I recently read a review of one of my plays - Murder Me Always and it reminded me of an annoying habit that some reviewers or critics have (I know, I used to be a reviewer) and that's putting myself or my preferences into my review.
Many years ago, I wrote "music" reviews for a local St. Louis entertainment paper. Each week, we would receive a plethora of cassettes, CD's and albums from local and regional bands and I among a few others would take them home, listen to them and write a music review. Not a criticism.
Note: there is a difference between a "reviewer" and a "critic". A reviewer as the name implies reviews the product. A reviewer will basically tell you what you can expect, (how, what, where when, why) whether it be music, literature, a movie or play. For example, my job as a music reviewer was to tell the reader about a particular band's release: what style of music it was, how many songs were on the recording and just basically summarize it without interjecting too much of my opinion.
A "critic" on the other hand, squirts his or her opinion all over the place: e.g. "The third song is horrible. It sounds like 2 hippos mating in a shower. It sounds like the melody was lifted straight out of Led Zepplin Two." A good critic will also attempt to back up any opinion expressed with evidence. (sometimes)
Nutshell: A "reviewer" tells you what to expect. A "critic" gives you a personal opinion. (expects you to feel the same way)
Now, there were times I was guilty of letting my opinion slip out as a reviewer and at that point, I became a critic. But one thing I would never do is to coat a review with my own personal preferences or beliefs. This is the "annoying habit" I first spoke about above - opinions are fine, but personal preferences have no place in criticism.
For Example - I would never write a review of a Country and Western Band's album by starting it off saying, "I hate country and western music." (OK should I be surprised you hate this album?)
Or criticize a guitar solo by saying "A nice solo played on a Fender Stratocaster but I wish he would have used a Gibson Les Paul, it has better tone." In both cases, the line of criticism has crossed over into a new country and becomes a self-serving essay on personal tastes. An interesting preference is not a universal fact.
Your own personal tastes (how you would have done it) has no place in reviewing a work that you did not create. All art is essentially the reflection of its creator. A work is the sum of the artist's preferences, opinions, and values, therefore, a critic has no place holding up their own subjectivity as a basis for judgment. It would be like me sitting across the dinner table from you and exclaiming, "Why are you eating turnips? I hate turnips! They taste like old socks washed in dirt! Stop the turnip madness!" - Seriously? Who really cares that they taste like dirt to me and that I don't like them. If you like turnips, eat all the turnips you want. Please tell me to shut up.
From time to time I will read "reviews" of my plays and for the most part - they are reviews: The name of the play was this. It had these actors. This happened and that happened. etc..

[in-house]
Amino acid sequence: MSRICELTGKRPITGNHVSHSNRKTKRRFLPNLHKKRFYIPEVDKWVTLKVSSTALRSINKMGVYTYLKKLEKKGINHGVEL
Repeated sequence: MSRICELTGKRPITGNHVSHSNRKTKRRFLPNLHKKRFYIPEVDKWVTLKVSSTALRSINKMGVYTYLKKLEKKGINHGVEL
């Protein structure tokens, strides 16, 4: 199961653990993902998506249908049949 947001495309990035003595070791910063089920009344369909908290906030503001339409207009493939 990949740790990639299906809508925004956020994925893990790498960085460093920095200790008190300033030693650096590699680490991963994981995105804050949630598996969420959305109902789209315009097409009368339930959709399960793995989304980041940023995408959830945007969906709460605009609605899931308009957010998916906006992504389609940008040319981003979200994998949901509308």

As I was saying, this recent review I read could qualify as a criticism heavy on the personal preference. Note I have no problem with criticism, but it contained a few remarks that blurred into the world of the "This is what I like and if they don't do (or have) what I like then.... nanny nanny boo boo on everyone!"
First let me clarify -the reviewer, in this case, was a college student - so it may be excusable for now.
The review stated that other dinner theatres she had attended, the actors actually served the food and "Murder Me Always" was lacking in this.
Really? That was a lack you sorely missed? Did that detract from the plot?
Personally, I have never ever been to a dinner theatre where the actors were also the waiters. I'm not saying it doesn't happen, but it's not something I write into my scripts - that the actors should serve food. It's been my experience (as an actor) that actors have other things to do, bring out your meals is not high on the list. (I know there is a joke here about actors being waiters in real life but I'm trying to ignore it.)
She also stated that the "dinner" was actually "a self-serve buffet" (which may explain why the actors didn't bring the plates to the table -maybe? going out on a limb ) and this fact "took away a little bit from the dinner theatre experience." Really? That took away a bit? You had to fetch your own food? Gee!
OK. Should the group have advertised the event as a "Self Serve Buffet Theatre?". Interesting note here is that the first 3 "dinner theatre" plays I was involved in as an actor were in fact, self-serve buffets. So to me, in my personal world, this was normal. (See how that works?) No one ever complained that this "took away" from the experience.
What does this mean? Simply, as I may have pointed out, that everyone's experience and/or preferences are not the same. Therefore, it can get a bit sketchy when I attempt to state that what I am accustomed to - is the way of all things and how all this should be. And if it's not something that lies in my personal preference or is in my wheelhouse, then it must be a flaw. It must be wrong therefore unacceptable.
No. I think many critics are doing it wrong by dipping into subjectivity. It should have no bearing on the experience or really any place in a review of a play.
Yes, I know. That's just my opinion, not yours.